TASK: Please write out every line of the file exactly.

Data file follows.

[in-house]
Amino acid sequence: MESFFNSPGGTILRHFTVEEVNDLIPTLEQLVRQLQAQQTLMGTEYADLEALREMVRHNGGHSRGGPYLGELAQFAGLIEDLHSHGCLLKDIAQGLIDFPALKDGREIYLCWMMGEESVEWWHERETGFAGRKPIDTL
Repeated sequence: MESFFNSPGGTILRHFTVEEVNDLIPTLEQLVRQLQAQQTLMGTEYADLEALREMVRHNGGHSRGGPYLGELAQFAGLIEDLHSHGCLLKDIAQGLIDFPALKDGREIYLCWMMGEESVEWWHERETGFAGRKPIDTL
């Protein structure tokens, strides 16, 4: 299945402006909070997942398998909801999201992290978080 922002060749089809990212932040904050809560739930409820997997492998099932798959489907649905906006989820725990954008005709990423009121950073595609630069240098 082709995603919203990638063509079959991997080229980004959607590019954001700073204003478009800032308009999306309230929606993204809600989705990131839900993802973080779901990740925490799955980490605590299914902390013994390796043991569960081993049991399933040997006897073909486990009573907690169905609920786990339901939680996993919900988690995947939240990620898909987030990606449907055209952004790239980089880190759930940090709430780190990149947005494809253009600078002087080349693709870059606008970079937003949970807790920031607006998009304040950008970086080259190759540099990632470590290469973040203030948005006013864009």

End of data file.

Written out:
[in-house]
Amino acid sequence: MESFFNSPGGTILRHFTVEEVNDLIPTLEQLVRQLQAQQTLMGTEYADLEALREMVRHNGGHSRGGPYLGELAQFAGLIEDLHSHGCLLKDIAQGLIDFPALKDGREIYLCWMMGEESVEWWHERETGFAGRKPIDTL
Repeated sequence: MESFFNSPGGTILRHFTVEEVNDLIPTLEQLVRQLQAQQTLMGTEYADLEALREMVRHNGGHSRGGPYLGELAQFAGLIEDLHSHGCLLKDIAQGLIDFPALKDGREIYLCWMMGEESVEWWHERETGFAGRKPIDTL
């Protein structure tokens, strides 16, 4: 299945402006909070997942398998909801999201992290978080 922002060749089809990212932040904050809560739930409820997997492998099932798959489907649905906006989820725990954008005709990423009121950073595609630069240098 082709995603919203990638063509079959991997080229980004959607590019954001700073204003478009800032308009999306309230929606993204809600989705990131839900993802973080779901990740925490799955980490605590299914902390013994390796043991569960081993049991399933040997006897073909486990009573907690169905609920786990339901939680996993919900988690995947939240990620898909987030990606449907055209952004790239980089880190759930940090709430780190990149947005494809253009600078002087080349693709870059606008970079937003949970807790920031607006998009304040950008970086080259190759540099990632470590290469973040203030948005006013864009």